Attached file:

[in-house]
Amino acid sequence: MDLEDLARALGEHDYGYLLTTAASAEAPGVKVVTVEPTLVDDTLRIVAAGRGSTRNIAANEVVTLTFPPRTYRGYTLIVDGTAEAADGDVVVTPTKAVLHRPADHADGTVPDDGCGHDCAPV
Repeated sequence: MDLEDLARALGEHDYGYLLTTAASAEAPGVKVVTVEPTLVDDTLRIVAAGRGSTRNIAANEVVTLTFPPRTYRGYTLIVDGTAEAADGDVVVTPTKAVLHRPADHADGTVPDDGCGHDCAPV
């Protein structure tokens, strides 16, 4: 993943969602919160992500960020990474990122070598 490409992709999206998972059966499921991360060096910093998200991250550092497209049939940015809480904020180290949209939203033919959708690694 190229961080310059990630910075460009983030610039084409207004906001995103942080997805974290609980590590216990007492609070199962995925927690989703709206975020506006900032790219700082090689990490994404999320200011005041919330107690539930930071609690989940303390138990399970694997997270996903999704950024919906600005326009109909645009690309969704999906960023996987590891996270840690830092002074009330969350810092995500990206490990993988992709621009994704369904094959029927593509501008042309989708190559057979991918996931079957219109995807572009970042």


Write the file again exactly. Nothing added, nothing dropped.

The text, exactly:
[in-house]
Amino acid sequence: MDLEDLARALGEHDYGYLLTTAASAEAPGVKVVTVEPTLVDDTLRIVAAGRGSTRNIAANEVVTLTFPPRTYRGYTLIVDGTAEAADGDVVVTPTKAVLHRPADHADGTVPDDGCGHDCAPV
Repeated sequence: MDLEDLARALGEHDYGYLLTTAASAEAPGVKVVTVEPTLVDDTLRIVAAGRGSTRNIAANEVVTLTFPPRTYRGYTLIVDGTAEAADGDVVVTPTKAVLHRPADHADGTVPDDGCGHDCAPV
């Protein structure tokens, strides 16, 4: 993943969602919160992500960020990474990122070598 490409992709999206998972059966499921991360060096910093998200991250550092497209049939940015809480904020180290949209939203033919959708690694 190229961080310059990630910075460009983030610039084409207004906001995103942080997805974290609980590590216990007492609070199962995925927690989703709206975020506006900032790219700082090689990490994404999320200011005041919330107690539930930071609690989940303390138990399970694997997270996903999704950024919906600005326009109909645009690309969704999906960023996987590891996270840690830092002074009330969350810092995500990206490990993988992709621009994704369904094959029927593509501008042309989708190559057979991918996931079957219109995807572009970042």